Hurricane Wilma was the most intense tropical cyclone ever recorded in the Atlantic basin, as well as the most intense recorded in the western hemisphere until Hurricane Patricia in 2015. Part of the record-breaking 2005 Atlantic hurricane season, which included three of the top ten most intense Atlantic hurricanes ever (along with #4 Rita and #7 Katrina), Wilma was the twenty-second storm, thirteenth hurricane, sixth major hurricane, fourth Category 5 hurricane, and second-most destructive hurricane of the 2005 season. A tropical depression formed in the Caribbean Sea near Jamaica on October 15, headed westward, and two days later intensified into a tropical storm which turned abruptly southward and was named Wilma. Wilma continued to strengthen, and eventually became a hurricane on October 18. Shortly thereafter, explosive intensification occurred, and in only 24 hours, Wilma became a Category 5 hurricane with wind speeds of 185 miles per hour (298 km/h).
Wilma's intensity slowly leveled off after becoming a Category 5 hurricane, and winds had decreased to 150 miles per hour (240 km/h) before it reached the Yucatán Peninsula on October 20 and 21. After crossing the Yucatán, Wilma emerged into the Gulf of Mexico as a Category 2 hurricane. As Wilma began accelerating to the northeast, gradual re-intensification occurred, and the hurricane was upgraded to Category 3 on October 24. Shortly thereafter, Wilma made landfall in Cape Romano, Florida with winds of 120 miles per hour (190 km/h). As Wilma was crossing Florida, it briefly weakened back to a Category 2 hurricane, but again re-intensified as it reached the Atlantic Ocean. The hurricane intensified into a Category 3 hurricane for the last time but dropped below that intensity while accelerating northeastward. By October 26, Wilma transitioned into an extratropical cyclone southeast of Nova Scotia.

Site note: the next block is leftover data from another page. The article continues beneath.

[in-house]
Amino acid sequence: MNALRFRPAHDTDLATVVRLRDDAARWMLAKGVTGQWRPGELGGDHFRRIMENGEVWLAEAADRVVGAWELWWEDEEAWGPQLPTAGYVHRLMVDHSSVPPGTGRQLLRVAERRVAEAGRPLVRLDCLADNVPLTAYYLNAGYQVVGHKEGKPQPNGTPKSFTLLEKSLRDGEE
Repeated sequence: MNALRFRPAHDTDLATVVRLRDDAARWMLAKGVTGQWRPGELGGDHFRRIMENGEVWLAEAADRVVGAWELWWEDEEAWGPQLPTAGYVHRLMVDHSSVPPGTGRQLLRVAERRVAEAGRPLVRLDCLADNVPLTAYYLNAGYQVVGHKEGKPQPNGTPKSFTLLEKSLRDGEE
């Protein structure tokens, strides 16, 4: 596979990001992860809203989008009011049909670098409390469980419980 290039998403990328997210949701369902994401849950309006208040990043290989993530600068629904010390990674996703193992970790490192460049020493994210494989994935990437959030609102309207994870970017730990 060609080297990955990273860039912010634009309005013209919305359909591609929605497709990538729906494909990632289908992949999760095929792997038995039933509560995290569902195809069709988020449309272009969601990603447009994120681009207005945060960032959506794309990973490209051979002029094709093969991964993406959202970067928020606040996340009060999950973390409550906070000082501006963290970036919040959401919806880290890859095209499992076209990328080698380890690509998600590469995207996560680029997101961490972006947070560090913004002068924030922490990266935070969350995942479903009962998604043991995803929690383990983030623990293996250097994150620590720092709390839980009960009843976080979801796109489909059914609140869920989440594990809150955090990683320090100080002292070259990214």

Wilma made several landfalls, with the most destructive effects felt in the Yucatán Peninsula of Mexico, Cuba, and the U.S. state of Florida. At least 62 deaths were reported, and damage total estimated at $29.4 billion (equivalent to $36.1 billion in 2017), with in the United States $21 billion ($25.8 billion in 2017). As a result, Wilma is ranked as the sixth costliest hurricane in United States history. Wilma was the most recent major hurricane to make landfall in the contiguous United States until Hurricane Harvey made landfall in southern Texas on August 26, 2017, ending a record length of time – slightly over 11 years and 10 months – without any major hurricanes making landfall in the United States. Wilma was also the last hurricane to strike the state of Florida until Hurricane Hermine did so nearly 11 years later in 2016, another record. Wilma was also the last major hurricane to make landfall in Florida until Hurricane Irma made landfall in early September 2017.